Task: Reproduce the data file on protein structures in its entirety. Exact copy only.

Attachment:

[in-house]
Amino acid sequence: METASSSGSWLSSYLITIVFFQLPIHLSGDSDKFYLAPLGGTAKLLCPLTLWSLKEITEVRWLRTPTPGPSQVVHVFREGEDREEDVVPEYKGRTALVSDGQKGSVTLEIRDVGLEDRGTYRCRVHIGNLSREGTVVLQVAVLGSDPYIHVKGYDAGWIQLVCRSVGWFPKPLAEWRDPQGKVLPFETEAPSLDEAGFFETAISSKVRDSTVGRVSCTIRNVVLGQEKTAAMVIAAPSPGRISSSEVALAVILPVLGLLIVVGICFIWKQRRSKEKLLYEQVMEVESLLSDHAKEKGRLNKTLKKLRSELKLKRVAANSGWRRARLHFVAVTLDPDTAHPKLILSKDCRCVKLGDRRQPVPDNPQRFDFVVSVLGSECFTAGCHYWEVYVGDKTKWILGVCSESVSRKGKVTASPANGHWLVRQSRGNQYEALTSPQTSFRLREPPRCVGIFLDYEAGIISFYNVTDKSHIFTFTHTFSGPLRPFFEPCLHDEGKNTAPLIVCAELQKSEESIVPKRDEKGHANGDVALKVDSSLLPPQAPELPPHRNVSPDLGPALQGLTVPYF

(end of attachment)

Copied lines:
[in-house]
Amino acid sequence: METASSSGSWLSSYLITIVFFQLPIHLSGDSDKFYLAPLGGTAKLLCPLTLWSLKEITEVRWLRTPTPGPSQVVHVFREGEDREEDVVPEYKGRTALVSDGQKGSVTLEIRDVGLEDRGTYRCRVHIGNLSREGTVVLQVAVLGSDPYIHVKGYDAGWIQLVCRSVGWFPKPLAEWRDPQGKVLPFETEAPSLDEAGFFETAISSKVRDSTVGRVSCTIRNVVLGQEKTAAMVIAAPSPGRISSSEVALAVILPVLGLLIVVGICFIWKQRRSKEKLLYEQVMEVESLLSDHAKEKGRLNKTLKKLRSELKLKRVAANSGWRRARLHFVAVTLDPDTAHPKLILSKDCRCVKLGDRRQPVPDNPQRFDFVVSVLGSECFTAGCHYWEVYVGDKTKWILGVCSESVSRKGKVTASPANGHWLVRQSRGNQYEALTSPQTSFRLREPPRCVGIFLDYEAGIISFYNVTDKSHIFTFTHTFSGPLRPFFEPCLHDEGKNTAPLIVCAELQKSEESIVPKRDEKGHANGDVALKVDSSLLPPQAPELPPHRNVSPDLGPALQGLTVPYF